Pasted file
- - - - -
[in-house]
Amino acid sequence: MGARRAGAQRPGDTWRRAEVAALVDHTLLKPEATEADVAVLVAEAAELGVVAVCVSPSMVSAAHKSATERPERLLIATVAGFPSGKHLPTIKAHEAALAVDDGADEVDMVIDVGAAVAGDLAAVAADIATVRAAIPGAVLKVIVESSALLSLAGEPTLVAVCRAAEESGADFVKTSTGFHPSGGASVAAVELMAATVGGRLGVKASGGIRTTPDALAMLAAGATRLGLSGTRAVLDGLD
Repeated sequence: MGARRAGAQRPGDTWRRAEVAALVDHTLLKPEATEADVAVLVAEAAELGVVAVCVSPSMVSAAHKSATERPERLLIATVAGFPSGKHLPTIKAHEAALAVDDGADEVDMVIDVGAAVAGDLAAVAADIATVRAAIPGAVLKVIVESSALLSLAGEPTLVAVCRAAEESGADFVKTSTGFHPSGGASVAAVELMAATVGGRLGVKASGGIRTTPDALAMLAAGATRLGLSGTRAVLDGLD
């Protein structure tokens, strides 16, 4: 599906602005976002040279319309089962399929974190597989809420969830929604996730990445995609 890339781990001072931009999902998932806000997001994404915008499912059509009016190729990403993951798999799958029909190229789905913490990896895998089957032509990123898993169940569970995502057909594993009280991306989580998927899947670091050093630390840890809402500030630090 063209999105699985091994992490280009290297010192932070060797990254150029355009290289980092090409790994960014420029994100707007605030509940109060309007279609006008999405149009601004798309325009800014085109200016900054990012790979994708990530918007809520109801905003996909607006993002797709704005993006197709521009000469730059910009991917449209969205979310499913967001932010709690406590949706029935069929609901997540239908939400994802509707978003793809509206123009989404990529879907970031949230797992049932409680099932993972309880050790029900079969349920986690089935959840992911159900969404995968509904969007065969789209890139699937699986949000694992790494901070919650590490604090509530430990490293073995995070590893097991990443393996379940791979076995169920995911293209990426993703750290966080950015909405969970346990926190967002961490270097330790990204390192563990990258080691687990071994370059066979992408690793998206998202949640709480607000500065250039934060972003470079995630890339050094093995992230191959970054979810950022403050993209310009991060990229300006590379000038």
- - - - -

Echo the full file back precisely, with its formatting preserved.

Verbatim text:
[in-house]
Amino acid sequence: MGARRAGAQRPGDTWRRAEVAALVDHTLLKPEATEADVAVLVAEAAELGVVAVCVSPSMVSAAHKSATERPERLLIATVAGFPSGKHLPTIKAHEAALAVDDGADEVDMVIDVGAAVAGDLAAVAADIATVRAAIPGAVLKVIVESSALLSLAGEPTLVAVCRAAEESGADFVKTSTGFHPSGGASVAAVELMAATVGGRLGVKASGGIRTTPDALAMLAAGATRLGLSGTRAVLDGLD
Repeated sequence: MGARRAGAQRPGDTWRRAEVAALVDHTLLKPEATEADVAVLVAEAAELGVVAVCVSPSMVSAAHKSATERPERLLIATVAGFPSGKHLPTIKAHEAALAVDDGADEVDMVIDVGAAVAGDLAAVAADIATVRAAIPGAVLKVIVESSALLSLAGEPTLVAVCRAAEESGADFVKTSTGFHPSGGASVAAVELMAATVGGRLGVKASGGIRTTPDALAMLAAGATRLGLSGTRAVLDGLD
């Protein structure tokens, strides 16, 4: 599906602005976002040279319309089962399929974190597989809420969830929604996730990445995609 890339781990001072931009999902998932806000997001994404915008499912059509009016190729990403993951798999799958029909190229789905913490990896895998089957032509990123898993169940569970995502057909594993009280991306989580998927899947670091050093630390840890809402500030630090 063209999105699985091994992490280009290297010192932070060797990254150029355009290289980092090409790994960014420029994100707007605030509940109060309007279609006008999405149009601004798309325009800014085109200016900054990012790979994708990530918007809520109801905003996909607006993002797709704005993006197709521009000469730059910009991917449209969205979310499913967001932010709690406590949706029935069929609901997540239908939400994802509707978003793809509206123009989404990529879907970031949230797992049932409680099932993972309880050790029900079969349920986690089935959840992911159900969404995968509904969007065969789209890139699937699986949000694992790494901070919650590490604090509530430990490293073995995070590893097991990443393996379940791979076995169920995911293209990426993703750290966080950015909405969970346990926190967002961490270097330790990204390192563990990258080691687990071994370059066979992408690793998206998202949640709480607000500065250039934060972003470079995630890339050094093995992230191959970054979810950022403050993209310009991060990229300006590379000038």